In about 5 percent of all cases, which number 35 million in the United States alone, TMJ (temporomandibular joint) Dysfunction or TMD (temporomandibular joint disorders) may be the result of one of many different arthritic conditions. The most common of these, referred to as osteoarthritis, causes degeneration of cartilage and bone in the TM joint, just as it does in many other joints (ie the hands and knees) in the body. Although it can be taken on by severe trauma to the joint, it is most often caused by repeated use, such as regularly chewing hard foods or opening the mouth too broadly, or simple age-related deterioration. It generally occurs bilaterally – that is, equally on both sides of the mouth. Rheumatoid arthritis, on the other hand, is a chronic inflammation of the joint; as with osteoarthritis, it can affect the TMJ in the same manner it affects other joints, but it does not need to be present bilaterally. Ankylosis (fusion of the jaw joint) can occur in advanced cases. When infectious arthritis is the cause, the damage to the joint tends to increase as the disease progresses.

The symptoms of arthritic TMJ Dysfunction depends very much on the type of arthritis involved, but some of these include painful swapping in the joint, a limited range of movement of the jaw or a shift in its position when moved, and a number of troublesome sounds, including popping, clicking, scraping or grinding, when the mouth is opened or closed.

Diagnosis of most types of arthritic TMD involves examining the jaw's range of motion and determining the bones' integrity through the use of X-rays, CT or MRI scans, or minimally invasive arthroscopy. In the latter, a fiber optic scope is inserted directly into the joint to view the damage directly. Arthrocentesis, can also be a useful technique, especially when an infection is the cause. It involves the insertion of a syringe into the space within the joint, along with the removal and analysis of the fluid that cushions it.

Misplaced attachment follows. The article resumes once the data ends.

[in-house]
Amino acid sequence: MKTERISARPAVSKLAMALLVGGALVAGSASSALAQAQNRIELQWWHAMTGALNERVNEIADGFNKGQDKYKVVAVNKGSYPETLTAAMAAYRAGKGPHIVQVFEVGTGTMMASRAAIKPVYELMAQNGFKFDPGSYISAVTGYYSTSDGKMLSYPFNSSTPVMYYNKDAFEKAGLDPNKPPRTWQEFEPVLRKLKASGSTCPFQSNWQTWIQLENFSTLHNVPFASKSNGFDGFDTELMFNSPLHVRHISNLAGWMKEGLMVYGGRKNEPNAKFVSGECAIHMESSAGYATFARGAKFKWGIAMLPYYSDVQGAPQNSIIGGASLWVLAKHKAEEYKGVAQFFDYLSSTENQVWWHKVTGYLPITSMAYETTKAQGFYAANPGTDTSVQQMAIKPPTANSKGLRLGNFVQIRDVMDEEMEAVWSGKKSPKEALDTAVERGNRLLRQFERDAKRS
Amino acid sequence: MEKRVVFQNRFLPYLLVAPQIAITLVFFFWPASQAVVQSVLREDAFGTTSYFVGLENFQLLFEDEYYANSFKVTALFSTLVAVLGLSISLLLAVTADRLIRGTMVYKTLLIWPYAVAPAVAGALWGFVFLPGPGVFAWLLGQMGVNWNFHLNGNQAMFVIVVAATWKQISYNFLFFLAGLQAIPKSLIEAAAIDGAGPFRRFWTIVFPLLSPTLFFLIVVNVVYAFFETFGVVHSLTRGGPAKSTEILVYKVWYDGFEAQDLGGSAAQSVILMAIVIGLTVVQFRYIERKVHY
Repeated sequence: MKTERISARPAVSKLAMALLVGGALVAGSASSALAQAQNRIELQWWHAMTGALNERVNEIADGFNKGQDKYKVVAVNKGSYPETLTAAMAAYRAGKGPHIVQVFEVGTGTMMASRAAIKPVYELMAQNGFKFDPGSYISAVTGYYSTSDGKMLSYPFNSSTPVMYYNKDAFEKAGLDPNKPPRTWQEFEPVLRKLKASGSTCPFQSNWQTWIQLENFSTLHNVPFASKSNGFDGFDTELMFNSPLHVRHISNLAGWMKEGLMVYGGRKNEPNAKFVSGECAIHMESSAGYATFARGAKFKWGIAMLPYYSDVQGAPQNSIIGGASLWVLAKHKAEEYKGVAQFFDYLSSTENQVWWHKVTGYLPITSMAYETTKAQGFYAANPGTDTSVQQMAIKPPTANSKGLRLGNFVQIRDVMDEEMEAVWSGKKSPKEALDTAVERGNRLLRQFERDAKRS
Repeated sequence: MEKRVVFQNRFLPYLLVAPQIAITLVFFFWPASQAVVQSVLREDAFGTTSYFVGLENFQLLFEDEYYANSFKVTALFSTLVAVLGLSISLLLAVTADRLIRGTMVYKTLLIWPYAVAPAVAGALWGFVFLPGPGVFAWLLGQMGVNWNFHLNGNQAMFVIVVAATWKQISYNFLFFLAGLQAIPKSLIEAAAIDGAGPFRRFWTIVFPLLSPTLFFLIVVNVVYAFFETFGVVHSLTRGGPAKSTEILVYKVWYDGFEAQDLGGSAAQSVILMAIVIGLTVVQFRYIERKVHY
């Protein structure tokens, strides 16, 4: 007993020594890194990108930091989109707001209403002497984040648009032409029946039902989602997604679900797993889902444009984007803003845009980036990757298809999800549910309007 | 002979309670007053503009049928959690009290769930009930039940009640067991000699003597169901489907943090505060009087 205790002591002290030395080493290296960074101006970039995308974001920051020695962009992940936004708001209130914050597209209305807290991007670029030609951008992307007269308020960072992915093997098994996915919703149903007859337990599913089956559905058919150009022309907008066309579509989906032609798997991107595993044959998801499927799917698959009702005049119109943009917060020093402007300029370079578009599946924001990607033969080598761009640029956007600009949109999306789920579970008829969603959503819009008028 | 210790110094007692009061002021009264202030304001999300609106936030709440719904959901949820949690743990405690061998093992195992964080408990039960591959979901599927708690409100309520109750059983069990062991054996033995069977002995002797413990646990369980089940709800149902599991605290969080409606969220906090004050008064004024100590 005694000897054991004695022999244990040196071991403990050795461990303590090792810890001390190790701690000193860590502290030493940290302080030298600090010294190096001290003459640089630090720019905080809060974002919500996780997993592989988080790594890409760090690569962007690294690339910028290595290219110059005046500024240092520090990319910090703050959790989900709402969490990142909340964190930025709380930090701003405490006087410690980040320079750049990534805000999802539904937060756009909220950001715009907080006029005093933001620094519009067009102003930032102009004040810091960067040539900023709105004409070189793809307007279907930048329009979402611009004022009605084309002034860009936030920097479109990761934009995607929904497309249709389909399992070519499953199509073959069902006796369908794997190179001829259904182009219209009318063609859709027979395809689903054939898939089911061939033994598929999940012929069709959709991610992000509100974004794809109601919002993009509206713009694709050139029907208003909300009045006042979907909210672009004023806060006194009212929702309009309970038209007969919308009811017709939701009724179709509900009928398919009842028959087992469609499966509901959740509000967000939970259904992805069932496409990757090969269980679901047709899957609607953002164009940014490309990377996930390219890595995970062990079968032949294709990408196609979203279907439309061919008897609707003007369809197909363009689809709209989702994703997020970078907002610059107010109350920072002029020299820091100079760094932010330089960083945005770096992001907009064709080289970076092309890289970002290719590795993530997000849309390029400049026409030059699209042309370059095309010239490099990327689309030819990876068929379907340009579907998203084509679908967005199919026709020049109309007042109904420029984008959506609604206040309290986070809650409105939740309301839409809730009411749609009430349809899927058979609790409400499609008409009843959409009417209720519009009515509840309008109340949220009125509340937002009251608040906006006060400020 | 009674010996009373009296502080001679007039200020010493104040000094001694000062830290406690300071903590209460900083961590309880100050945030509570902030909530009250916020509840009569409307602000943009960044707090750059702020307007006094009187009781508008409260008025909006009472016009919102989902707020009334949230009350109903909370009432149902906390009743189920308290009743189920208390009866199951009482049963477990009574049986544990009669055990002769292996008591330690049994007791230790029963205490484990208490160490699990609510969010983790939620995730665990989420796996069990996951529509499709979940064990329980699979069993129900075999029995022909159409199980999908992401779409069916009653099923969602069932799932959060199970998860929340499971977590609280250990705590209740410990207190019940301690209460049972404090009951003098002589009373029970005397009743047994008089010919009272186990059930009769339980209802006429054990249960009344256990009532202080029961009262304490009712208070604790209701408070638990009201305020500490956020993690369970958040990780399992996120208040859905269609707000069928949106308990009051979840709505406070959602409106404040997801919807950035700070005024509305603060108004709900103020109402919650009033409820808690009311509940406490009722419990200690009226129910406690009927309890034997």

Often, the pain and discomfort that comes with an arthritic TM joint can be relieved with self-care treatments similar to those used for other arthritic conditions. For example, resting the joint can help eliminate the strain on the injured muscles. This may involve eating a soft diet, taking small bites, and applying moist heat packs to the painful area. It may also involve managing your stress level so you do not clench or grind your teeth. Mouth splints, those worn over the teeth, can also help prevent you from clinging and managing your symptoms. Other options include non-steroidal anti-inflammatory drugs (NSAIDs) and physical therapy that uses gentle jaw exercises.

If the joint is particularly painful, or if the damage is extensive, the dentist or other healthcare professional may choose to inject steroids directly into the joint space to provide pain relief. There is a drawback however – you can only inject the area a limited number of times, as the steroid drugs can have unwelcome side effects.

Surgery is usually the option of last resort, but it may be appropriate if the symptoms of the arthritic degeneration of bone and cartilage do not respond to more conventional, and less invasive, treatments. Surgery will not cure the disease, but it may repair some of the joint damage and ease the resulting symptoms. Today, most surgery that is performed on the TM joint is arthroscopic – that is, it uses tiny instruments and fiber optics to allow the doctor to view and repair the joint. It is less invasive than open surgery, and, as a result, there is less scarring and a survivor recovery time.

In the case of infectious arthritis, treatment may include antibiotics (primarily penicillin G), a flushing of the affected area, pain control using a variety of medications, and restriction of the jaw's motion until healing takes place. Jaw-opening exercises may be used once the infection is cleared up to increase the range of motion.

The facial joint can be affected by arthritis just like any joint in the body, so it is not surprising to find it is one of the causes of TMJ Dysfunction. If you experience pain, tightness, or a limited range of motion in your jaw, talk to your dentist or other healthcare professional, who can diagnose the exact cause of the problem and ensure that you receive the proper treatment to correct it.